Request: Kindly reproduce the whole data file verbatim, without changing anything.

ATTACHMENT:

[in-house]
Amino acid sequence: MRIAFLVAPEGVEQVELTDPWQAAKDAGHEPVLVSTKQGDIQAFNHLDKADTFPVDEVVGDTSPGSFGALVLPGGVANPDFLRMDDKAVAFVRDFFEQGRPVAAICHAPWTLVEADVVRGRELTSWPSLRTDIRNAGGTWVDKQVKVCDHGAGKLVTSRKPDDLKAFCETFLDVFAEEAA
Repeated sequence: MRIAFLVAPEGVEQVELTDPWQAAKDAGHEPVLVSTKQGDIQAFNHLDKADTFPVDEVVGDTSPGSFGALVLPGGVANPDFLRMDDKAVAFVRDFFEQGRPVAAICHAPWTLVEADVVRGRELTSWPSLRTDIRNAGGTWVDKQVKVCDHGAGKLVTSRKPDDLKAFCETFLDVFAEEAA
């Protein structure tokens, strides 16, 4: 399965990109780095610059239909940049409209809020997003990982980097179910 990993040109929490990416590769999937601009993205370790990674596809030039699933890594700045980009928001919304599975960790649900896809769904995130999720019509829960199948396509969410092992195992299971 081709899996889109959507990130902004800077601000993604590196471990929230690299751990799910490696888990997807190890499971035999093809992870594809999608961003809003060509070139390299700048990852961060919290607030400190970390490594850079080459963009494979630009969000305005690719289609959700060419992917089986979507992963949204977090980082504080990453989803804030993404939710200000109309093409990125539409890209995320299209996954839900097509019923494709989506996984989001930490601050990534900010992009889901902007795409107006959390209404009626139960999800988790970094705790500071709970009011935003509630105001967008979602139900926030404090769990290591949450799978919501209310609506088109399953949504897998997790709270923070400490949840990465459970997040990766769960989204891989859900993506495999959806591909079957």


[in-house]
Amino acid sequence: MRIAFLVAPEGVEQVELTDPWQAAKDAGHEPVLVSTKQGDIQAFNHLDKADTFPVDEVVGDTSPGSFGALVLPGGVANPDFLRMDDKAVAFVRDFFEQGRPVAAICHAPWTLVEADVVRGRELTSWPSLRTDIRNAGGTWVDKQVKVCDHGAGKLVTSRKPDDLKAFCETFLDVFAEEAA
Repeated sequence: MRIAFLVAPEGVEQVELTDPWQAAKDAGHEPVLVSTKQGDIQAFNHLDKADTFPVDEVVGDTSPGSFGALVLPGGVANPDFLRMDDKAVAFVRDFFEQGRPVAAICHAPWTLVEADVVRGRELTSWPSLRTDIRNAGGTWVDKQVKVCDHGAGKLVTSRKPDDLKAFCETFLDVFAEEAA
């Protein structure tokens, strides 16, 4: 399965990109780095610059239909940049409209809020997003990982980097179910 990993040109929490990416590769999937601009993205370790990674596809030039699933890594700045980009928001919304599975960790649900896809769904995130999720019509829960199948396509969410092992195992299971 081709899996889109959507990130902004800077601000993604590196471990929230690299751990799910490696888990997807190890499971035999093809992870594809999608961003809003060509070139390299700048990852961060919290607030400190970390490594850079080459963009494979630009969000305005690719289609959700060419992917089986979507992963949204977090980082504080990453989803804030993404939710200000109309093409990125539409890209995320299209996954839900097509019923494709989506996984989001930490601050990534900010992009889901902007795409107006959390209404009626139960999800988790970094705790500071709970009011935003509630105001967008979602139900926030404090769990290591949450799978919501209310609506088109399953949504897998997790709270923070400490949840990465459970997040990766769960989204891989859900993506495999959806591909079957």